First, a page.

Because cricket matches take such a long time, are played in open-air stadiums, and cannot be played when the ground is wet, they are highly prone to being interrupted by rain. According to the rules of the one-day game, each team must face a minimum of 120 deliveries of the allocated 300 for the game to be counted. Anything less than that and the match is considered a no-decision and the two points that goes to the winner is shared between the two teams.
Given that England is notorious for its rainy spring season, it was quite a miracle that the first ten matches of the current World Cup managed to be completed with only one match being slightly shortened by rain. But that good fortune ended and now two games out of the last five have been washed out by rain. This is highly disappointing for fans but cricket fans are well aware of the major role that rain plays in the game and take it stoically.
One of the canceled games was the one today between South Africa and West Indies. Given that South Africa needed to win all six of its final games to be sure of making the semi-finals, this no-decision may have sealed its fate, which is too bad. West Indies will also regret the lack of a completed game because they had hopes of beating a reeling and demoralized South Africa that had lost its first three games and this would have boosted the West Indies chances of making the semi-finals. Currently the table leaders are New Zealand, England, India, and Australia, with West Indies in fifth place.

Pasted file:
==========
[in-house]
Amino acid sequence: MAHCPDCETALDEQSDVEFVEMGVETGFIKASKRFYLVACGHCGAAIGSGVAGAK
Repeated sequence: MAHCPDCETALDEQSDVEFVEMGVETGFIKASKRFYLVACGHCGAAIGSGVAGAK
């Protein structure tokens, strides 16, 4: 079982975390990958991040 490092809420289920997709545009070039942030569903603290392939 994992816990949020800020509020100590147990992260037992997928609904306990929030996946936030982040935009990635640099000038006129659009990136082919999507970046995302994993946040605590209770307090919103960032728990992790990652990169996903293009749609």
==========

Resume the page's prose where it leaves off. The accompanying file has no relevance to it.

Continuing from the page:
Oddly enough, a lot of the international games played in Sri Lanka are badly affected by rain. This is because other teams visit Sri Lanka during their own domestic off-seasons that happens to correspond to the local rainy monsoon season. Hence it is not unusual for games to be frequently interrupted by torrential downpours. One by-product of this is that Sri Lanka has become the nation that is the fastest when it comes to bringing out the covers when it begins to rain and drying the field after it ends.